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UNECE and FAO take stock of the state of forests of the Caucasus and Central Asia in first ever study

The forests of the Caucasus and Central Asia are vital in fighting erosion and desertification in the harsh climates of the region. They host a rich biodiversity and provide livelihoods for the rural population, who have few other sources of revenue. These forests also serve as important sources of wood for energy.

However, the forests are subject to strong pressures, reducing their area and quality and limiting their ability to perform protection and livelihood functions. There is excessive cutting to provide fuelwood for local communities, who have few alternative sources of energy. The grazing of animals vital to local communities also degrades forests. Local forest management units are often ill-equipped and under-resourced to carry out their tasks.

Until now, there has been little information available to the international community regarding the state of forests in the Caucasus and Central Asia.

Today, however, UNECE and FAO have released the first regional overview of the forest sector in these countries since they became independent in the 1990s.

The “State of Forests of the Caucasus and Central Asia” report, launched today at a side event at the United Nations Forum on Forests, describes forest resources, the forest sector of the region, and the major threats facing forests. It also covers forest sector policies, institutions and policy responses that are planned or already in place, and it lists the main issues and challenges facing the forest sector in the region.

Forests in the Caucasus occupy less than 15 per cent of the territory, and in Central Asia less than 10 per cent. The exception is Georgia, more than 40 per cent of which is covered by forests. Together, the forests and other wooded lands of the eight countries of the Caucasus and Central Asia cover more than 30 million ha, which is the size of Italy.

The forests of the region are special due to their crucial role in protection against erosion and soil loss in highly vulnerable ecosystems. Almost 90 percent of the forests and other wooded lands is designated for protective functions. In many areas, non-wood products from the forests – nuts (pistachios, walnuts, almonds, hazelnuts), fruit and berries, hay, medicinal herbs, mushrooms, honey, flower bulbs, tree seeds and others – play important roles in supporting rural livelihoods. Plantations of saxaul, for example, are one of the few means of helping villages around the Aral Sea, where a reduction of the water area has created a salty desert, with windblown toxic dust that is damaging to health and the environment.

All forests in the region are publicly owned and managed by government forest organisations, funded from central government budgets. All of the countries have forest laws and policy statements in place. However, forest sector issues have little visibility at the highest policy level.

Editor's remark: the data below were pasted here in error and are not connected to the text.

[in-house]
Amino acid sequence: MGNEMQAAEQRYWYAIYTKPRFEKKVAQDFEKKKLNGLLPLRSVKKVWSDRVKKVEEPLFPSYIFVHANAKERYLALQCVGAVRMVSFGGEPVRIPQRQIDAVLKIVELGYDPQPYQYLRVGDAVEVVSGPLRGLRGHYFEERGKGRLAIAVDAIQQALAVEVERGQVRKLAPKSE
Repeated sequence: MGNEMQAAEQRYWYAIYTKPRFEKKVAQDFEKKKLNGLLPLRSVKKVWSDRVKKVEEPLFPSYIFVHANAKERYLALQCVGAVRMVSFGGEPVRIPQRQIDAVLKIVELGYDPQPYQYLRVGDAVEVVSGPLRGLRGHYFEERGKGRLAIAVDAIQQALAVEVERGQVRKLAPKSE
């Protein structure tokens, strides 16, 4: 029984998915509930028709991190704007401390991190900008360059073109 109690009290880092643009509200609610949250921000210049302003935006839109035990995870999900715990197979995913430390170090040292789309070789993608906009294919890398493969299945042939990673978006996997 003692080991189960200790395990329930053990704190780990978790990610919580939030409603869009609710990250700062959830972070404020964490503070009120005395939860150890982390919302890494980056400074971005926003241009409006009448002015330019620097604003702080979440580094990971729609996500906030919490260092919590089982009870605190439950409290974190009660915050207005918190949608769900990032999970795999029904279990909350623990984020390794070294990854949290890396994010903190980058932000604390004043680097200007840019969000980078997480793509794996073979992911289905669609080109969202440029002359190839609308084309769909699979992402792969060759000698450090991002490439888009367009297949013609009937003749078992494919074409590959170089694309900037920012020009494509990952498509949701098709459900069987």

“There is significant potential to increase the contribution that the forests of the Caucasus and Central Asia make to society and the environment,” said UNECE Executive Secretary Olga Algayerova. “However, to achieve this potential, there must be policy-level commitment over the long term to achieve ambitious but realistic goals and to provide sufficient resources to the forest sector, thus putting forest management in the region on a truly sustainable basis.”

Vladimir Rakhmanin, FAO Assistant Director-General and Regional Representative for Europe and Central Asia, agreed. “All forests should be taken care of perpetually,” he said. “This applies even more to the rare, vulnerable and extremely rich forests of the Caucasus and Central Asia.”

The report sets out a series of practical steps to help respond to the specific challenges identified. These include measures to protect and restore existing forests and to strengthen forest sector institutions, allocating sufficient resources and ensuring their efficient and accountable management.

The study also highlights the need to improve the information base for sustainable forest management, by regularly implementing comprehensive and accurate forest inventories, together with surveys of forest health and vitality, monitoring supply of wood, other goods and services, as well as employment and livelihoods in the forest sector.

UNECE and FAO will continue to support the countries of the Caucasus and Central Asia as they put these steps into action, helping them to protect and promote their precious forest resources.

For more information:
Publication “State of Forests of the Caucasus and Central Asia”
UNECE/FAO website
UNFF 14 side event webpage
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